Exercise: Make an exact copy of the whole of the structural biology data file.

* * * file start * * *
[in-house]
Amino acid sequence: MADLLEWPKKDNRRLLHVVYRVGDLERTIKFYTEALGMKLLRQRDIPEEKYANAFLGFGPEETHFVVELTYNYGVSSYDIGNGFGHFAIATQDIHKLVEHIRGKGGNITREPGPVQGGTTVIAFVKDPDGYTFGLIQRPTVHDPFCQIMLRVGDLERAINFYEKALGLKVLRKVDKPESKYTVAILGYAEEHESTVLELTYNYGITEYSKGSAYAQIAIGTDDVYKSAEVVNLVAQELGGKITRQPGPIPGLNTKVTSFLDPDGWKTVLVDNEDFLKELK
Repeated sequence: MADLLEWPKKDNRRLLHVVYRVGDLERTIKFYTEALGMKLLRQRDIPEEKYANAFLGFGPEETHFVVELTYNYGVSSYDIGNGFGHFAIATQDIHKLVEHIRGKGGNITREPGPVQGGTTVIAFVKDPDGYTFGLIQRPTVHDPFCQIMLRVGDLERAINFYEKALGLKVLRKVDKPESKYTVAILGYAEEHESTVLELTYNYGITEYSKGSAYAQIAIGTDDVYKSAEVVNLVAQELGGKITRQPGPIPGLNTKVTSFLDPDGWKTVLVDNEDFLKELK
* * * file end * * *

[in-house]
Amino acid sequence: MADLLEWPKKDNRRLLHVVYRVGDLERTIKFYTEALGMKLLRQRDIPEEKYANAFLGFGPEETHFVVELTYNYGVSSYDIGNGFGHFAIATQDIHKLVEHIRGKGGNITREPGPVQGGTTVIAFVKDPDGYTFGLIQRPTVHDPFCQIMLRVGDLERAINFYEKALGLKVLRKVDKPESKYTVAILGYAEEHESTVLELTYNYGITEYSKGSAYAQIAIGTDDVYKSAEVVNLVAQELGGKITRQPGPIPGLNTKVTSFLDPDGWKTVLVDNEDFLKELK
Repeated sequence: MADLLEWPKKDNRRLLHVVYRVGDLERTIKFYTEALGMKLLRQRDIPEEKYANAFLGFGPEETHFVVELTYNYGVSSYDIGNGFGHFAIATQDIHKLVEHIRGKGGNITREPGPVQGGTTVIAFVKDPDGYTFGLIQRPTVHDPFCQIMLRVGDLERAINFYEKALGLKVLRKVDKPESKYTVAILGYAEEHESTVLELTYNYGITEYSKGSAYAQIAIGTDDVYKSAEVVNLVAQELGGKITRQPGPIPGLNTKVTSFLDPDGWKTVLVDNEDFLKELK